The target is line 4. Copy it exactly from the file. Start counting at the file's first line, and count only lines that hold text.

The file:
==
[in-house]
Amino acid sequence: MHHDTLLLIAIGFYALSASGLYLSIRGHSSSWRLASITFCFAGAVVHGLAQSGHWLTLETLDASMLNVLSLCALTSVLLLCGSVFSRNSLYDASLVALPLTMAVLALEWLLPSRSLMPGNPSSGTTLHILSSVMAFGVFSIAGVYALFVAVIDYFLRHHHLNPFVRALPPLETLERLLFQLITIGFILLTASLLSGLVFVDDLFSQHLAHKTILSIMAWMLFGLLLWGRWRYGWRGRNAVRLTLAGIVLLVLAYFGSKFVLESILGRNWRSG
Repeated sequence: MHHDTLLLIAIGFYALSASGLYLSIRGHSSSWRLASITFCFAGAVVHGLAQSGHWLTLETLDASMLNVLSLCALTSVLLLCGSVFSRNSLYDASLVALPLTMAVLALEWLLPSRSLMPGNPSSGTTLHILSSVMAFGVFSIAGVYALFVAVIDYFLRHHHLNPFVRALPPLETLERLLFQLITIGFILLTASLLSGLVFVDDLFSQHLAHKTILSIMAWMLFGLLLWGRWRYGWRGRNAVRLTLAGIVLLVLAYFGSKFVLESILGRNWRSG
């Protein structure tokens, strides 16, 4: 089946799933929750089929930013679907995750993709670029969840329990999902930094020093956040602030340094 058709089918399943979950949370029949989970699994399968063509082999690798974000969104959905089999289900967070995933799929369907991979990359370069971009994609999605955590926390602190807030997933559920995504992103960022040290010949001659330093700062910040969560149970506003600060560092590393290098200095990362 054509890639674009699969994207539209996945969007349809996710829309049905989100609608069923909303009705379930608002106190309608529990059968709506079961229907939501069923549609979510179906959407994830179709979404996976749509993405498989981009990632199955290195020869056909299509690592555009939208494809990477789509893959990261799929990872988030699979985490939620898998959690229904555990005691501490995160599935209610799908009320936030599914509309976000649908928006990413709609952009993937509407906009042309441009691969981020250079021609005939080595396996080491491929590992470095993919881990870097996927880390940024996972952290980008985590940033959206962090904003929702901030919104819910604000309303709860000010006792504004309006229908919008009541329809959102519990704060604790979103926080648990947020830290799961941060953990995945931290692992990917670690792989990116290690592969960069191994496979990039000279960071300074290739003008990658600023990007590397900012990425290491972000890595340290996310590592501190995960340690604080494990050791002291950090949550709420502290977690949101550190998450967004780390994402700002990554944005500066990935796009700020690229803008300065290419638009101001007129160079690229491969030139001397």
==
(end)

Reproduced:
């Protein structure tokens, strides 16, 4: 089946799933929750089929930013679907995750993709670029969840329990999902930094020093956040602030340094 058709089918399943979950949370029949989970699994399968063509082999690798974000969104959905089999289900967070995933799929369907991979990359370069971009994609999605955590926390602190807030997933559920995504992103960022040290010949001659330093700062910040969560149970506003600060560092590393290098200095990362 054509890639674009699969994207539209996945969007349809996710829309049905989100609608069923909303009705379930608002106190309608529990059968709506079961229907939501069923549609979510179906959407994830179709979404996976749509993405498989981009990632199955290195020869056909299509690592555009939208494809990477789509893959990261799929990872988030699979985490939620898998959690229904555990005691501490995160599935209610799908009320936030599914509309976000649908928006990413709609952009993937509407906009042309441009691969981020250079021609005939080595396996080491491929590992470095993919881990870097996927880390940024996972952290980008985590940033959206962090904003929702901030919104819910604000309303709860000010006792504004309006229908919008009541329809959102519990704060604790979103926080648990947020830290799961941060953990995945931290692992990917670690792989990116290690592969960069191994496979990039000279960071300074290739003008990658600023990007590397900012990425290491972000890595340290996310590592501190995960340690604080494990050791002291950090949550709420502290977690949101550190998450967004780390994402700002990554944005500066990935796009700020690229803008300065290419638009101001007129160079690229491969030139001397």